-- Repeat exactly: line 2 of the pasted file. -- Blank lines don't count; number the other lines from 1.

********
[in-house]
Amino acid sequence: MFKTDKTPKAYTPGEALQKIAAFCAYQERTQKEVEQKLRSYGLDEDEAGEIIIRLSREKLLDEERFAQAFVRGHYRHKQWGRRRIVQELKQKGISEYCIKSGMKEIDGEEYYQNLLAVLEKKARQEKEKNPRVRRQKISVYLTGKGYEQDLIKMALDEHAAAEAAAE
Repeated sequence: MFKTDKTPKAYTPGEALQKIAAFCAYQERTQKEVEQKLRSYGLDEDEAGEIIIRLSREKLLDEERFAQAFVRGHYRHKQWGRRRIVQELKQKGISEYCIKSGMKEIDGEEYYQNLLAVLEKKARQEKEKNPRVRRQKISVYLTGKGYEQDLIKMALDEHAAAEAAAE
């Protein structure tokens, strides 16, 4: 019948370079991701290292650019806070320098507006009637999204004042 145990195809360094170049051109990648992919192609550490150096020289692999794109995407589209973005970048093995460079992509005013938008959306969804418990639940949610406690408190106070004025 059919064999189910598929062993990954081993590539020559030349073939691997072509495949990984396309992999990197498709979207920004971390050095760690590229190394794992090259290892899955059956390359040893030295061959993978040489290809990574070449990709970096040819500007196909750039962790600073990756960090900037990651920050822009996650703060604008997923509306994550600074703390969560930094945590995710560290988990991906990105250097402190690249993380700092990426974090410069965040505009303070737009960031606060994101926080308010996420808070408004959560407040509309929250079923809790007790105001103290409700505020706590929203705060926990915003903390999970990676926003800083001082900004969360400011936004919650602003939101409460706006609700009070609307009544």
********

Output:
Amino acid sequence: MFKTDKTPKAYTPGEALQKIAAFCAYQERTQKEVEQKLRSYGLDEDEAGEIIIRLSREKLLDEERFAQAFVRGHYRHKQWGRRRIVQELKQKGISEYCIKSGMKEIDGEEYYQNLLAVLEKKARQEKEKNPRVRRQKISVYLTGKGYEQDLIKMALDEHAAAEAAAE